Sit down with your 9th grader or 10th grader and their high school course catalogue and plan backward from 12th grade. Together, think about what they hope to accomplish academically over their high school years. Help them pick the most challenging classes they hope to take in the subject areas they enjoy. Have them look at the prerequisites for these classes and the paths they are going to take to reach their goals. Granted interests change and so do school schedules, but but kids with a plan have goals for themselves.
2. Ask your child to select one activity in which they will try to excel.
Many colleges require letters of recommendation from the people who know students best in an academic setting -- your high school counselor and teachers. Letters of recommendation from teachers tell admission officers how students contribute to the academic and intellectual life of their high school. Now is the time to ask those teachers whom you would like to write for you, especially if you are enjoying a class and connecting with the teacher or planning to apply under an early program. You want to ask teachers who know you well and have taught you recently in a challenging class. Many high schools have specific procedures for making requests -- including the earliest and latest dates you may make those requests. Find out your high school's policies and follow them.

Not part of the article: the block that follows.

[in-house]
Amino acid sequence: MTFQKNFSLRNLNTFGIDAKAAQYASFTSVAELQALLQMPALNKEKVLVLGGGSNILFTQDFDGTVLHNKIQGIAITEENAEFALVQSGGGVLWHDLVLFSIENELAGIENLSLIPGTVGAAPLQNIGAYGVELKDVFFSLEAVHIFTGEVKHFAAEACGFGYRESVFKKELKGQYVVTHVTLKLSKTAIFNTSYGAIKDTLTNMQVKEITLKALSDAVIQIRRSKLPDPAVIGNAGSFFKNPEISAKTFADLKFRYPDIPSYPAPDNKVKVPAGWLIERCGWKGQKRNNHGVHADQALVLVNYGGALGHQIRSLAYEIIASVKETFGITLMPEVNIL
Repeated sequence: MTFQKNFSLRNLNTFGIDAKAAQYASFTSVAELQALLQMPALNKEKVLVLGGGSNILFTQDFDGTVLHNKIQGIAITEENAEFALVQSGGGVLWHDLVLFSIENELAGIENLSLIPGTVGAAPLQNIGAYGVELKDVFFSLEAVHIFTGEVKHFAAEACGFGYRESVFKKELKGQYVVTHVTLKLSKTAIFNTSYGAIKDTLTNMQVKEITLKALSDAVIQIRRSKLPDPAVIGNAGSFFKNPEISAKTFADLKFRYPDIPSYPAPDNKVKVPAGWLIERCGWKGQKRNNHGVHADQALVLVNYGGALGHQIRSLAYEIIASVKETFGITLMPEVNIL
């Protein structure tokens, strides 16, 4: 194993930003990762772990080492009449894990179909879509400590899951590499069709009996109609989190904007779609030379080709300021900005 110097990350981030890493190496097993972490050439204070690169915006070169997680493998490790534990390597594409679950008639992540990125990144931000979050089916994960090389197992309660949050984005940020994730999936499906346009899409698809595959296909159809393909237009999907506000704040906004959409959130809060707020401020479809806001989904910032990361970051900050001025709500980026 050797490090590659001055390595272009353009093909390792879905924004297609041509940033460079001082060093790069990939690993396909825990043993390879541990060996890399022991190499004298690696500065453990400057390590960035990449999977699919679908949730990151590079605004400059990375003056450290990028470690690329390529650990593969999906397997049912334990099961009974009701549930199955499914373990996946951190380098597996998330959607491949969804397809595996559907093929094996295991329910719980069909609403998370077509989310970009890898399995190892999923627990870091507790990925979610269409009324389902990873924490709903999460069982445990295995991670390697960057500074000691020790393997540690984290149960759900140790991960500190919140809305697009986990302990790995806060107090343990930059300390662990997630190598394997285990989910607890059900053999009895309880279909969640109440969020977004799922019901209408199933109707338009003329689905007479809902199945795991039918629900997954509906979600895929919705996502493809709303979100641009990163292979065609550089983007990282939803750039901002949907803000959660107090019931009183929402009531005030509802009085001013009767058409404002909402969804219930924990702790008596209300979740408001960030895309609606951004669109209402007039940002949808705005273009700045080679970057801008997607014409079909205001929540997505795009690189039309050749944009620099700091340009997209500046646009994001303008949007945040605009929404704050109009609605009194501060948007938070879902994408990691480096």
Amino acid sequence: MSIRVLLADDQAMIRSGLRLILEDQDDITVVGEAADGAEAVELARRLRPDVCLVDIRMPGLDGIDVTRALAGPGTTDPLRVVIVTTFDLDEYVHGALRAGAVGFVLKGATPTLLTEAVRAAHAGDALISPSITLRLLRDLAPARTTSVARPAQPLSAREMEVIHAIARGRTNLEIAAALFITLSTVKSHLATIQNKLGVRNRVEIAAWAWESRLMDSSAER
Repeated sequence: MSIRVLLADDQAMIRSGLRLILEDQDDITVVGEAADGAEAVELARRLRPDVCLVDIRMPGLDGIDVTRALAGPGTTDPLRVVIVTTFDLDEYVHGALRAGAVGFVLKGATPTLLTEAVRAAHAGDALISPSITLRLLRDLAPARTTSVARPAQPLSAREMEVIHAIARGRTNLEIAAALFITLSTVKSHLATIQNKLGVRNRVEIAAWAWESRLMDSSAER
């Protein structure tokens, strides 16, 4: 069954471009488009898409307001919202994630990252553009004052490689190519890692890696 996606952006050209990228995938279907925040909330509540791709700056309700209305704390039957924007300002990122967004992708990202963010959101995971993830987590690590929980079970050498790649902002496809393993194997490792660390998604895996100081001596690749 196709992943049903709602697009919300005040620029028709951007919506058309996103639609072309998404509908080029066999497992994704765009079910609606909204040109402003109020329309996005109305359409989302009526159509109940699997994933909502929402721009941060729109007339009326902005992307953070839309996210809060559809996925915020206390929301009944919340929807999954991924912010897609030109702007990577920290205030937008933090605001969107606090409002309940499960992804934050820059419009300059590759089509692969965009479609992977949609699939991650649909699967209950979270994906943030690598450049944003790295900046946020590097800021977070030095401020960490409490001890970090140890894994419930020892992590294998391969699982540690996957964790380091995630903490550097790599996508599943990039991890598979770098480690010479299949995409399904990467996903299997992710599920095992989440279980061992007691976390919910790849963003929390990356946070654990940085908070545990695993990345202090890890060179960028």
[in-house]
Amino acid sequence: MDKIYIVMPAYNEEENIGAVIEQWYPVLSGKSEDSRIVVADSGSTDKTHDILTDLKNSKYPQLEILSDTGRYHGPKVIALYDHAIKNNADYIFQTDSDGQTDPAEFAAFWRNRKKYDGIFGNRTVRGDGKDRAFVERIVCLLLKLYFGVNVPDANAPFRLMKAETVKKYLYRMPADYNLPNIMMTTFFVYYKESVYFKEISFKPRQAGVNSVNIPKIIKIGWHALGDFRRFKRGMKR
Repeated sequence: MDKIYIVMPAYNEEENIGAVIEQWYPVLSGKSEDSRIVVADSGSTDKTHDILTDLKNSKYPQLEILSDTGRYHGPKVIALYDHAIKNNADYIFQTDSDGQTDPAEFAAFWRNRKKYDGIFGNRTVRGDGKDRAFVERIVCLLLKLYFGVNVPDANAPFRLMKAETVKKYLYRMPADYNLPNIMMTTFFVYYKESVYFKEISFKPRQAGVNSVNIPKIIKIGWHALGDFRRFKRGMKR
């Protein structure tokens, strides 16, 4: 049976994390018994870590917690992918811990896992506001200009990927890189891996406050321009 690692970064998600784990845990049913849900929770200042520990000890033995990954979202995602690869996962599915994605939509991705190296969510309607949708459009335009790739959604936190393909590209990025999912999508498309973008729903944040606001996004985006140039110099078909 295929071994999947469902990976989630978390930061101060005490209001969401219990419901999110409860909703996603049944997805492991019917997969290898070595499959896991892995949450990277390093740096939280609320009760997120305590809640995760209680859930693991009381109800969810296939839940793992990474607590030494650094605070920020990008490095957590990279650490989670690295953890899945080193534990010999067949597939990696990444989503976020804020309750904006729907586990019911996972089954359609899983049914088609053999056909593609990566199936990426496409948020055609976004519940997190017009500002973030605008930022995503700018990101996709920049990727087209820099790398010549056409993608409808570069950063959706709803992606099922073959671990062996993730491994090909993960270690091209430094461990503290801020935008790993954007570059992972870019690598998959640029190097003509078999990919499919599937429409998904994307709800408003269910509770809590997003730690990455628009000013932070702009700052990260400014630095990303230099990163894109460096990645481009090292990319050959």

For more information about letters of recommendation, including how to ask, what to provide teachers, counselor recommendations and more, see Chapter 12, “Recommendations” in College Admission: From Application to Acceptance, Step by Step.
Our interview with NBC's Family Goes Strong columnist Karen Springen. We talk about application inflation, rankings, testing, gap years... Actually, we can't believe how much she covered here. Check it out.
Some of the girls we know are using a new "tool" to power through their college applications -- Written? Kitten! For every 100 words you write, you are rewarded with a new picture of -- you guessed it -- a kitten. As the creators describe it: "We like positive reinforcement, so we decided to make something a bit like writeordie but cuter and fuzzier." We are suckers for motivational tools and internet kittens. It's a win-win! Hat tip: Catherine and Amy Rosch, future members of the Class of 2016.